During the spring and summer of 1917, operations on the Italian Front of World War One resumed, when the Italians sought to break the Austro-Hungarian lines by launching a series of offensive in the Isonzo area. Although the Italians won some territorial gains, they did not manage to achieve a decisive victory against the Austro-Hungarian Army before German intervention.
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The Russian Revolution, beginning in March, enabled the Austrians to transfer formations from the east to augment their forces on the Isonzo and Trentino fronts.
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At the end of August the Italians seemed on the point of final victory. Austrian morale was crumbling as non-Germanic regiments lost their stomach for the war. However, the Italians were forced to put their forces on a defensive status, while they reorganized themselves, built up their reserves and rested ready to renew the attack in 1918. At the same time, the Austrians were, if anything, in a worse state: exhausted from the long war with Russia, Serbia and now the Italians.
An Italian attack was planned for early December 1916. On the 7th, a break in the bad weather allowed the artillery to warm up. But the winter soon closed in again and the infantry stood down. According to General Luigi Cadorna, the Italian Chief of Staff, the troops in the Vipacco valley were drowning in mud. The postponement would last five months. Minor actions flared here and there as the Austrians tried to wrest back the territory they had lost in August. Still, the front was relatively calm and sometimes completely so.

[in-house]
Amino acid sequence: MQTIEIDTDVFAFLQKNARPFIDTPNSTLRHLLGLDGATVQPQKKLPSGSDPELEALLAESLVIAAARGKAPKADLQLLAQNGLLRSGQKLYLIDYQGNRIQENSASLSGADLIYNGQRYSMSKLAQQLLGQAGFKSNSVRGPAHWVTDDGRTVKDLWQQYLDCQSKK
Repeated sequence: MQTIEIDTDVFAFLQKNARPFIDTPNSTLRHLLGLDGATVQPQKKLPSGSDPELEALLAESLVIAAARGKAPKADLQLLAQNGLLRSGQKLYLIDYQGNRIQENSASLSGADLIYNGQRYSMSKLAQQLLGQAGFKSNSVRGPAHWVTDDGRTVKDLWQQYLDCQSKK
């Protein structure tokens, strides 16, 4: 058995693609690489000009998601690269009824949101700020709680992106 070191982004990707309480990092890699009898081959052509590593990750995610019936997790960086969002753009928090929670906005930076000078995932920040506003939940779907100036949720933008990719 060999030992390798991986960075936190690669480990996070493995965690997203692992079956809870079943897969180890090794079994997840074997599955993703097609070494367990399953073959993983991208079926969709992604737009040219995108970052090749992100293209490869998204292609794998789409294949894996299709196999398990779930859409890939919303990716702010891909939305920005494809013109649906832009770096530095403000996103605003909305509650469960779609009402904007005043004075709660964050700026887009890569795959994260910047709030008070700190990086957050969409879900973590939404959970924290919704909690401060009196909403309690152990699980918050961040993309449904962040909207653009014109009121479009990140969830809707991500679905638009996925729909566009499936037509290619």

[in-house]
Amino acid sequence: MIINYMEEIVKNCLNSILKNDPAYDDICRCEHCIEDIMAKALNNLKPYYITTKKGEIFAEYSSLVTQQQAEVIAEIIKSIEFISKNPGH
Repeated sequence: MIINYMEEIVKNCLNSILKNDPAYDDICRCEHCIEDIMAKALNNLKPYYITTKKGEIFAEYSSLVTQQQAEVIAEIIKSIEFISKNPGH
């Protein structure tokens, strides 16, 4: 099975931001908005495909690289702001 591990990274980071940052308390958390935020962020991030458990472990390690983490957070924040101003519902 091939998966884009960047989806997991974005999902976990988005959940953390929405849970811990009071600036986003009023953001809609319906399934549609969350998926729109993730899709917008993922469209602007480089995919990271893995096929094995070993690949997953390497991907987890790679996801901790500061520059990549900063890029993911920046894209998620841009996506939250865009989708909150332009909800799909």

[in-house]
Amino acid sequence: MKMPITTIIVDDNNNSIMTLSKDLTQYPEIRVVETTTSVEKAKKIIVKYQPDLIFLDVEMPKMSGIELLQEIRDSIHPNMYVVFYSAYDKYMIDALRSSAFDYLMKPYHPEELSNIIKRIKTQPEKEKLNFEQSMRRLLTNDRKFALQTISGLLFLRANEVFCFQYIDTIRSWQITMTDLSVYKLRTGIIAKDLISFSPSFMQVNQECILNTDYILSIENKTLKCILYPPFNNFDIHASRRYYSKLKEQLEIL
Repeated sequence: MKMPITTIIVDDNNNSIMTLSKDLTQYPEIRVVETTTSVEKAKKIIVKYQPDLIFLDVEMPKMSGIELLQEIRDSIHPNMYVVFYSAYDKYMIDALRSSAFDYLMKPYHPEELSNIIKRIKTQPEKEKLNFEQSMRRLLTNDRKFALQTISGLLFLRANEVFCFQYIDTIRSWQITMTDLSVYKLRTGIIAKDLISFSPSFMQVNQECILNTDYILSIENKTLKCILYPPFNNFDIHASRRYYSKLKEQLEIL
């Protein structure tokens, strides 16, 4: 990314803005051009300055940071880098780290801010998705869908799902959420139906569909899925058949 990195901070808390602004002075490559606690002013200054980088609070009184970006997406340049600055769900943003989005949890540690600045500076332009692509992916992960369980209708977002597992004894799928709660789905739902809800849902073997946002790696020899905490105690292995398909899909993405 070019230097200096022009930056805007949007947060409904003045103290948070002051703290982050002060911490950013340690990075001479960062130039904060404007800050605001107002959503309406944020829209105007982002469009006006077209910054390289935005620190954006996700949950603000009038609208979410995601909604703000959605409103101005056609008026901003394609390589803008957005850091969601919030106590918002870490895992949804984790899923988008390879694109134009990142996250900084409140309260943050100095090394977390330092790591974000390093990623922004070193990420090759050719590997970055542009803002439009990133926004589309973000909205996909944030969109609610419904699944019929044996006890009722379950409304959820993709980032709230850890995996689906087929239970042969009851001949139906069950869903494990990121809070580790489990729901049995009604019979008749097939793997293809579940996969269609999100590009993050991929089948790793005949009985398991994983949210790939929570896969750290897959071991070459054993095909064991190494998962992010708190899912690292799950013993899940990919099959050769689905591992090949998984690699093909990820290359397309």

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General William Robertson was struck by the ‘absolute quiet’, broken by an occasional rifle shot: ‘a very different state of affairs from what we were accustomed to on the Western Front’.
Isonzo Front in 1916
During 1916, after a failed Austro-Hungarian offensive at Asiago, the Italian Army launched a series of attacks on the Isonzo front. While the Italians managed to capture some territory from the Austro-Hungarians, including the town of Gorizia, they did not manage to inflict a decisive blow on the Austro-Hungarian Army.
- Peter Hart, The Great War: A Combat History of the First World War, Oxford University Press, Oxford, 2013
- Peter Simkins, Geoffrey Jukes, Michael Hickey, Hew Strachan, The First World War: The War to End All Wars, Osprey Publishing. Oxford, 2003
- Mark Thompson, The White War: Life and Death on the Italian Front 1915-1919, Faber and Faber Limited, London, 2008